Somerset people want higher speeding penalties – apparently

A national survey by the Association of Police and Crime Commissioner (APCC) has concluded that people want change. Apparently you would like to see the introduction of higher speeding penalties. However the quid pro quo, is that you want to see that money invested in enforcement and road safety.

This morning we received a press release from PCC Sue Mountstevens titled Local people want higher speeding penalties. In it she welcomed the poll saying “I would like to thank all the local people who took part in the survey. I know road safety is a real concern for communities who want to be able to enjoy their neighbourhoods while keeping their loved ones safe.

She had certainly encouraged local people to take part. It is admirable to want to hear the public’s voice.

However our PCC has in the past used surveys like this to inform policing priorities. Which in many ways is a laudable aim. The problem is they tend to get a miniscule response. But the conclusions drawn from the surveys is having a major influence on policy.

This is a case in point. We are told that:

  • 70% of respondents agreed or strongly agreed that fixed penalty notices for road traffic offences should be increased. Ideally with fines of £100 being doubled.
  • 88% of respondents either agreed or strongly agreed that some of the money raised should be reinvested in enforcement and road safety measures
  • 78% said they saw road traffic offences on a daily or weekly basis.

What we are then told is that just 66,266 people responded nationally. That’s a tiny fraction of the UK’s 66.6m population. There are no figures for responses by police force. So to conclude that this is a representative view of the population is dangerous. People who respond to surveys tend to be self selecting. It is unlikely to that this will be a statistically significant survey.

And as to people in Avon & Somerset. We simply don’t know if their views are more or less in line with those of other Police Forces around the country.

To be clear, The Leveller® is not suggesting the Police are wrong in wanting to crack down on speeding. Any more than we would object to more money being put into enforcement and road safety. These are fine ideas.

However…. We do suggest that policing by survey is dangerous. Drawing conclusions from the expressed wishes of a tiny sample of the population is unhelpful. A clear finding from a tiny sample of the population can be meaningful (it is how opinion polls are conducted – though that may be leading with the chin). But only if the sample is chosen from a cross section of society. Only if it is chosen to ensure a statistically significant outcome.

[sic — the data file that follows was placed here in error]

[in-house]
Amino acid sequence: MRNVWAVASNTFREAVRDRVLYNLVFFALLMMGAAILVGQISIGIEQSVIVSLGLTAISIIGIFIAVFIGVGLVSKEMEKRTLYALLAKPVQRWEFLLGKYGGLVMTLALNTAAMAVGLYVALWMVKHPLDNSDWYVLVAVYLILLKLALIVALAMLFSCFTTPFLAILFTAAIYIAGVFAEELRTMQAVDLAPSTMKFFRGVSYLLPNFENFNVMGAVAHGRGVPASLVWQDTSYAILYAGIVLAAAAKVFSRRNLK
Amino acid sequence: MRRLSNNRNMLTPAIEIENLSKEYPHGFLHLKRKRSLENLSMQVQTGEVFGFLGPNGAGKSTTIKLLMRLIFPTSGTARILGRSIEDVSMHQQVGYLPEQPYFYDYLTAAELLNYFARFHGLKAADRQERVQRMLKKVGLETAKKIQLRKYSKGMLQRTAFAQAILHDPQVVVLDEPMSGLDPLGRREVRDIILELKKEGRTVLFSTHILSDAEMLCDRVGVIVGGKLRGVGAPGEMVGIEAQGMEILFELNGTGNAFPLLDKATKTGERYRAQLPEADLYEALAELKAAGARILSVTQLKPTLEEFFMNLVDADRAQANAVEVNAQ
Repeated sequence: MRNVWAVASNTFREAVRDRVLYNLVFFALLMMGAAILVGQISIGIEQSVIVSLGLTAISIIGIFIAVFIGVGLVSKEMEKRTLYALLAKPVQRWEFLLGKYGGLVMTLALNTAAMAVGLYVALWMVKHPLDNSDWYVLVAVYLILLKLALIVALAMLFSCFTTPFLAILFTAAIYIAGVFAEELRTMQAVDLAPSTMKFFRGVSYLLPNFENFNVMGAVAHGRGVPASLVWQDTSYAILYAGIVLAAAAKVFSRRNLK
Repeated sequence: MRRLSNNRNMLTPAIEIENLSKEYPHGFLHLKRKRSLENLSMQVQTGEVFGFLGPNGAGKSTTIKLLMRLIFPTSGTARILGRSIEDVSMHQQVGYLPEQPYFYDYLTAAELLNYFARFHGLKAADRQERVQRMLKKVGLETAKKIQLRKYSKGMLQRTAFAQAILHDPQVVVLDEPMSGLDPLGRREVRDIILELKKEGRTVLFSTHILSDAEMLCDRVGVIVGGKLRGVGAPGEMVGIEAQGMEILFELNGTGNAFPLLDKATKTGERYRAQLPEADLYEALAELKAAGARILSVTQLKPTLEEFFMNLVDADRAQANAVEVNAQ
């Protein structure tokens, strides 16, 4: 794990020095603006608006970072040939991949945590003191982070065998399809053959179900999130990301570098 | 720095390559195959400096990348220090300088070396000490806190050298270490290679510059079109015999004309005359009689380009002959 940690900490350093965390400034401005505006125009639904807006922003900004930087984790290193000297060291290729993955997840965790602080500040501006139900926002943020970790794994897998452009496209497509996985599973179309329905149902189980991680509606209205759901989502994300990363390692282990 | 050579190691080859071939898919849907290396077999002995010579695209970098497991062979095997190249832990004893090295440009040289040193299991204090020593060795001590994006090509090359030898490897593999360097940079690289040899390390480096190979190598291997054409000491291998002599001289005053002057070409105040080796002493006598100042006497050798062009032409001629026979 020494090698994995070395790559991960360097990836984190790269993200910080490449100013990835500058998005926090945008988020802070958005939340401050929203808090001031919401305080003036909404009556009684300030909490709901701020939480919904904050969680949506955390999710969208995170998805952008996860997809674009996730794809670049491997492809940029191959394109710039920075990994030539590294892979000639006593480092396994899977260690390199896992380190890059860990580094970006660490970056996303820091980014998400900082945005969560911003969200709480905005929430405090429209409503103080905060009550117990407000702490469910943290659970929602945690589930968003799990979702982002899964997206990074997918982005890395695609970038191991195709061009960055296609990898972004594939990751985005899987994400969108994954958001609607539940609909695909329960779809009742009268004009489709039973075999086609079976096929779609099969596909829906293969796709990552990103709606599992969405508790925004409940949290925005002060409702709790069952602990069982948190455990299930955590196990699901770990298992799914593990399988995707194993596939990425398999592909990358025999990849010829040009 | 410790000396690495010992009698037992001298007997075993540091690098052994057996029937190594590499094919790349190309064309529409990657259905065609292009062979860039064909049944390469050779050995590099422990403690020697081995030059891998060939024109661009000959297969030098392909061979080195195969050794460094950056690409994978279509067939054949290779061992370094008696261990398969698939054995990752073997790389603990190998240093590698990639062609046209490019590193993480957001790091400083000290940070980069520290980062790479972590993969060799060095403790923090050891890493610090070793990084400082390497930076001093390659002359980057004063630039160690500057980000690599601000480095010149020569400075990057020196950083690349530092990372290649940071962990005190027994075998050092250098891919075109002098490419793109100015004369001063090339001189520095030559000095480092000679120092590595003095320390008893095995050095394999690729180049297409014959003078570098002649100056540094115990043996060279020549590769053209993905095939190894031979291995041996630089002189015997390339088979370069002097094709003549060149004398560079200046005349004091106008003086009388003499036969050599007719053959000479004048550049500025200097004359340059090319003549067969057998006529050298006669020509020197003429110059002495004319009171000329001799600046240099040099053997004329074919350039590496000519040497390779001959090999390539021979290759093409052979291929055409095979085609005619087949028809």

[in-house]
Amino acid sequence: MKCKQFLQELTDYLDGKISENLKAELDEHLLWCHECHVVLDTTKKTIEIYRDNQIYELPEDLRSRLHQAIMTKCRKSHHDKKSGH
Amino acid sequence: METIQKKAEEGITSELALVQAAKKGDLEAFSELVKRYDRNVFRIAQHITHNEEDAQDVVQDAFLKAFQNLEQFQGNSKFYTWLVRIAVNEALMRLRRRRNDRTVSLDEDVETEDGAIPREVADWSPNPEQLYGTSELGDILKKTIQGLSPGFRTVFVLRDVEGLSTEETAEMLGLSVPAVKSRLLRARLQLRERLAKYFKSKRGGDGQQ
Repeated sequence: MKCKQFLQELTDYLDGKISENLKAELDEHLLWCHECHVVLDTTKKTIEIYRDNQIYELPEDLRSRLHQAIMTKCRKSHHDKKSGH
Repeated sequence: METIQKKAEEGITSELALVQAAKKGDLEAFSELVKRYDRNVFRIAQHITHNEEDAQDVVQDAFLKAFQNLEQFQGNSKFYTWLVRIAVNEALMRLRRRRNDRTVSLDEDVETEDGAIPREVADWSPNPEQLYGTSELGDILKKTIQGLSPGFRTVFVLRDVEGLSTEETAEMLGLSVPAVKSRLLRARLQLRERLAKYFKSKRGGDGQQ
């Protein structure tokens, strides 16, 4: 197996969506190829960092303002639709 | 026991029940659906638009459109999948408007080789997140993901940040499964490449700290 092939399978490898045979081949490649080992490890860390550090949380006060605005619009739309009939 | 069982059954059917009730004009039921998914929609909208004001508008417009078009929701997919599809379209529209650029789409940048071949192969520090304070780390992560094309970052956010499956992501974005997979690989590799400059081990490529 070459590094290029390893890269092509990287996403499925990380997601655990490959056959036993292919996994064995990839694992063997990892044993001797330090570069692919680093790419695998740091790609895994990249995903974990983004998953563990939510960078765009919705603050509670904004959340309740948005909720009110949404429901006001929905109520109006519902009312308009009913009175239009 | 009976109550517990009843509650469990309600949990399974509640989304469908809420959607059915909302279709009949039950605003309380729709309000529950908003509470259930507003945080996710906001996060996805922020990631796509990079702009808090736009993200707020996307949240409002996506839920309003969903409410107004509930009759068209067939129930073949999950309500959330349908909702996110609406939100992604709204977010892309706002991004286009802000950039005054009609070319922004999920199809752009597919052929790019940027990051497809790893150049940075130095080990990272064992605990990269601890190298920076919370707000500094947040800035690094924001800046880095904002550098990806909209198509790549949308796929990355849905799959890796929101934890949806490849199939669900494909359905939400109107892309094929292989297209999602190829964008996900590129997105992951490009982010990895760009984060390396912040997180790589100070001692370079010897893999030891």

Simply chucking out a survey and seeing who responds is none of those things.


  • Was I was being naïve when I thought that is was good to see the Avon & Somerset’s PCC promoting a survey on local policing? But, no, not her idea, just some faceless bureaucrat’s.
    Didn’t Somerset residents have significant responses on crime in general (if traffic offences are now crime, then “non motoring crime”)?
    I had a quick look at the A&S PCC website to see if there was any detail on the results and found the following quote from our PCC on a survey that closes tomorrow, 7 October:
    We need you to let us know what you think about how you and your community is policed, what the police service does well, and what we can tell them to improve.”
    Do these words sound familiar? they were quoted in the article in The Leveller on 10 September where she was asking us to complete that survey.
    Reverting to traffic offences, I’d prefer to see more effort expended on identifying and seizing vehicles without current insurance and (if applicable) MOT, but that requires physical police whilst speeding offenders just drive past the camera and can be pursued, without discretion, by civilian employees.

  • Well, you obviously don”t live on a road where the traffic, a lot of it heavy vehicles, constantly breaks the 30 mph speed limit. I live on Picts Hill LANGPORT and the traffic is a nightmare! Occasionally there is a mobile camera but that only slows the traffic temporarily. I am, therefore, in total agreement with the idea of increasing the penalties.

    • Whatever the rights and wrongs of this, I can absolutely validate everything you say about Picts Hill. Not just the speeding, but the fact motorists seem unable to realise it is a blind summit and that it might be a good idea to slow down, not accelerate.

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